FRANCE – French Government has set aside 200 million euros (US$216 million) to fund the destruction of surplus wine production and US$61.57m financing to help grape-growers shrink their vineyards.

A fall in demand for French wine has led to over-production, a sharp fall in prices, and major financial difficulties for up to one in three winemakers in the Bordeaux and Languedoc regions, according to the local farmers’ association.

The demand fall has been attributed to a cocktail of problems from changes in consumption habits, the cost-of-living crisis, and the after-effects of the COVID-19 pandemic.

Marc Fesneau, French agriculture minister, told reporters that the money to destroy surplus stock is meant to stem a collapse of prices and allow winemakers to “find sources of revenue again” as the country prepares for a surplus of 3 million hectolitres of wine—about 400 million bottles—this year, the Financial Times reported.

The financial cushion to market uncertainty will allow wine producers to distill the alcohol from their surplus wines, which is expected to represent about 7% of last year’s production, to pure alcohol.

The pure alcohol will in turn be sold at a loss to the makers of hand sanitizer, perfume, and other industries.

“We’re producing too much, and the sale price is below the production price, so we’re losing money,” Jean-Philippe Granier from the Languedoc Wine Producers’ Association told AFP earlier this month.

The agriculture ministry also announced 57 million euros (US$61.57m) in June to fund the pulling up of around 9,500 hectares of vines in the Bordeaux region, while other public funds are available to encourage grape growers to switch to other products, such as olives.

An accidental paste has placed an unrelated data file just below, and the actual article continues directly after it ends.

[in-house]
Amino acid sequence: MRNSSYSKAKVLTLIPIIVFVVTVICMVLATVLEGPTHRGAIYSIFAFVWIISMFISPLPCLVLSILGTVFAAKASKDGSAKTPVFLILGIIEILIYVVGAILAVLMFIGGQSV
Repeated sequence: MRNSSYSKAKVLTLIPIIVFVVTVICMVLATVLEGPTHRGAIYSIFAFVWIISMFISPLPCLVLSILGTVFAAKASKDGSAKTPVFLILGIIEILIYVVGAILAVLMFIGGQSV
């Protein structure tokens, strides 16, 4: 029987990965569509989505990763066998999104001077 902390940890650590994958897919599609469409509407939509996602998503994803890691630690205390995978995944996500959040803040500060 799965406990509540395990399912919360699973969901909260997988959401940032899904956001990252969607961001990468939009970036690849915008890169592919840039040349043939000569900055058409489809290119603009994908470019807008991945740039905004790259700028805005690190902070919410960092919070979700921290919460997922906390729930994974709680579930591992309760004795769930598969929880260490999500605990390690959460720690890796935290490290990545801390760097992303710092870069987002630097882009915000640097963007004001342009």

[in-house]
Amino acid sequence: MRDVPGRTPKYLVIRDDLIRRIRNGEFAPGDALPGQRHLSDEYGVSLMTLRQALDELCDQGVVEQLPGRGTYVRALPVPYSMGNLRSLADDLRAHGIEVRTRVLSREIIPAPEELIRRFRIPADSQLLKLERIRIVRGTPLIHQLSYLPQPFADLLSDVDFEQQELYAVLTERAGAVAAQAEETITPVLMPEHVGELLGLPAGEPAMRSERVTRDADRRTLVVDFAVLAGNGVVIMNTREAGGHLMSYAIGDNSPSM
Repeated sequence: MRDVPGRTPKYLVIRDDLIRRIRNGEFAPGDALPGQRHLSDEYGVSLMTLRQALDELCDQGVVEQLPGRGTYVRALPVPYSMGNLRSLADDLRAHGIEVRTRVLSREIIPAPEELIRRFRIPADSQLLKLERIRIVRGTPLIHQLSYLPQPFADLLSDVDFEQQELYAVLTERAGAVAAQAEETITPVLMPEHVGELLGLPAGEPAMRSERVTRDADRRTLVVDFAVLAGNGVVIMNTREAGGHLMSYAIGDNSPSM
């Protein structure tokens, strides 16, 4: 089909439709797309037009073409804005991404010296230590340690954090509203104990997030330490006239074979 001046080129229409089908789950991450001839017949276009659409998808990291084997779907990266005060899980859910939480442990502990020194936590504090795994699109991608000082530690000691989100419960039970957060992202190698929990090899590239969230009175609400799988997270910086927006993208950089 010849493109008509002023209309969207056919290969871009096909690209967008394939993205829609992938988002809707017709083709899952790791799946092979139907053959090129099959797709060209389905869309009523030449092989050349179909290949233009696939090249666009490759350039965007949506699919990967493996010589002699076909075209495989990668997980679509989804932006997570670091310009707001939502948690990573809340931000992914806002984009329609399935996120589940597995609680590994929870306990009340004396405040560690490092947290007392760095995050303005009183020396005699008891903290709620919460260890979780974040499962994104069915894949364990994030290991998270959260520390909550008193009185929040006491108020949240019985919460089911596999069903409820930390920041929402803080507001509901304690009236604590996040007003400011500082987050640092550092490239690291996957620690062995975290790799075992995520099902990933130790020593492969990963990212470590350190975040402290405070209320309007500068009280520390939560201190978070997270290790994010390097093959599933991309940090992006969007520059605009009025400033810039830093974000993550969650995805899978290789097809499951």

A good harvest last year combined with the waning demand created a glut across Europe, the European Union (EU) said.

As of June, production this year was estimated at about 4% – higher than usual – but consumption is down about 7% in Italy, 10% in Spain, 15% in France, 22% in Germany and 34% in Portugal.

Wine production in the EU, the world’s biggest wine-making area, rose 4.0 percent. The bloc wine exports from January to April this year, however, took a slump of 8.5%.

The EU said across the bloc, the most affected wines are reds and rosés produced in certain parts of France, Spain, and Portugal.

Wine producers in Languedoc, known for their red blends, said there has been a decline in red wine sales, going down by 32% in France over the last 10 years as young drinkers turn to rosé, beer, and non-alcoholic options instead.

It is not the first time the government has instituted such a buy-back program, with French wine market expert Elizabeth Carter telling the Washington Post that France has for years struggled with more wine than is consumed and limiting quantity should help prop up prices.

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